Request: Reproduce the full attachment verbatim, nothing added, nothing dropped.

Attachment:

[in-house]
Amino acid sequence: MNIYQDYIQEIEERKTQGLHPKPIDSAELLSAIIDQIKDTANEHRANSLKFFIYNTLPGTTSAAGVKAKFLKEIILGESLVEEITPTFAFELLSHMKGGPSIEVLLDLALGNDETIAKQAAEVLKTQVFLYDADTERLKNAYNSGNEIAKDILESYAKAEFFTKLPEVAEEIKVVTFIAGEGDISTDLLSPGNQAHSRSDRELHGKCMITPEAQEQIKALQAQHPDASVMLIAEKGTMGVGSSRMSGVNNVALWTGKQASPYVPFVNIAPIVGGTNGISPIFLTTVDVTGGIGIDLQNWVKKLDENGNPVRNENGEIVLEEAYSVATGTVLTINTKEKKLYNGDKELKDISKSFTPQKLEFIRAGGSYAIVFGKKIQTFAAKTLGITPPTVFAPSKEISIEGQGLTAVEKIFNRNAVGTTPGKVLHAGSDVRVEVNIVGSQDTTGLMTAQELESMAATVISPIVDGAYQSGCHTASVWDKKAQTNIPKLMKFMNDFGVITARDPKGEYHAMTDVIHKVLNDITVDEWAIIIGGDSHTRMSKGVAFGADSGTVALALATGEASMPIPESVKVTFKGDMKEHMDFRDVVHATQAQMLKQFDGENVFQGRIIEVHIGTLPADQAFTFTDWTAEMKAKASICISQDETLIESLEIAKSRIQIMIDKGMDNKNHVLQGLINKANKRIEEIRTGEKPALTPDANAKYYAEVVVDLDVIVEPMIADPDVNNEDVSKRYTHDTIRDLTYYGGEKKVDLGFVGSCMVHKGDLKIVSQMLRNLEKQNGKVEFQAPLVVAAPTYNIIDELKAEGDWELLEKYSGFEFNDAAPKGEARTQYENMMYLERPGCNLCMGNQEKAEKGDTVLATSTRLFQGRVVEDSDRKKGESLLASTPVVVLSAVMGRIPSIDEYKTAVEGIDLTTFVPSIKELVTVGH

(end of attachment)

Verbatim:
[in-house]
Amino acid sequence: MNIYQDYIQEIEERKTQGLHPKPIDSAELLSAIIDQIKDTANEHRANSLKFFIYNTLPGTTSAAGVKAKFLKEIILGESLVEEITPTFAFELLSHMKGGPSIEVLLDLALGNDETIAKQAAEVLKTQVFLYDADTERLKNAYNSGNEIAKDILESYAKAEFFTKLPEVAEEIKVVTFIAGEGDISTDLLSPGNQAHSRSDRELHGKCMITPEAQEQIKALQAQHPDASVMLIAEKGTMGVGSSRMSGVNNVALWTGKQASPYVPFVNIAPIVGGTNGISPIFLTTVDVTGGIGIDLQNWVKKLDENGNPVRNENGEIVLEEAYSVATGTVLTINTKEKKLYNGDKELKDISKSFTPQKLEFIRAGGSYAIVFGKKIQTFAAKTLGITPPTVFAPSKEISIEGQGLTAVEKIFNRNAVGTTPGKVLHAGSDVRVEVNIVGSQDTTGLMTAQELESMAATVISPIVDGAYQSGCHTASVWDKKAQTNIPKLMKFMNDFGVITARDPKGEYHAMTDVIHKVLNDITVDEWAIIIGGDSHTRMSKGVAFGADSGTVALALATGEASMPIPESVKVTFKGDMKEHMDFRDVVHATQAQMLKQFDGENVFQGRIIEVHIGTLPADQAFTFTDWTAEMKAKASICISQDETLIESLEIAKSRIQIMIDKGMDNKNHVLQGLINKANKRIEEIRTGEKPALTPDANAKYYAEVVVDLDVIVEPMIADPDVNNEDVSKRYTHDTIRDLTYYGGEKKVDLGFVGSCMVHKGDLKIVSQMLRNLEKQNGKVEFQAPLVVAAPTYNIIDELKAEGDWELLEKYSGFEFNDAAPKGEARTQYENMMYLERPGCNLCMGNQEKAEKGDTVLATSTRLFQGRVVEDSDRKKGESLLASTPVVVLSAVMGRIPSIDEYKTAVEGIDLTTFVPSIKELVTVGH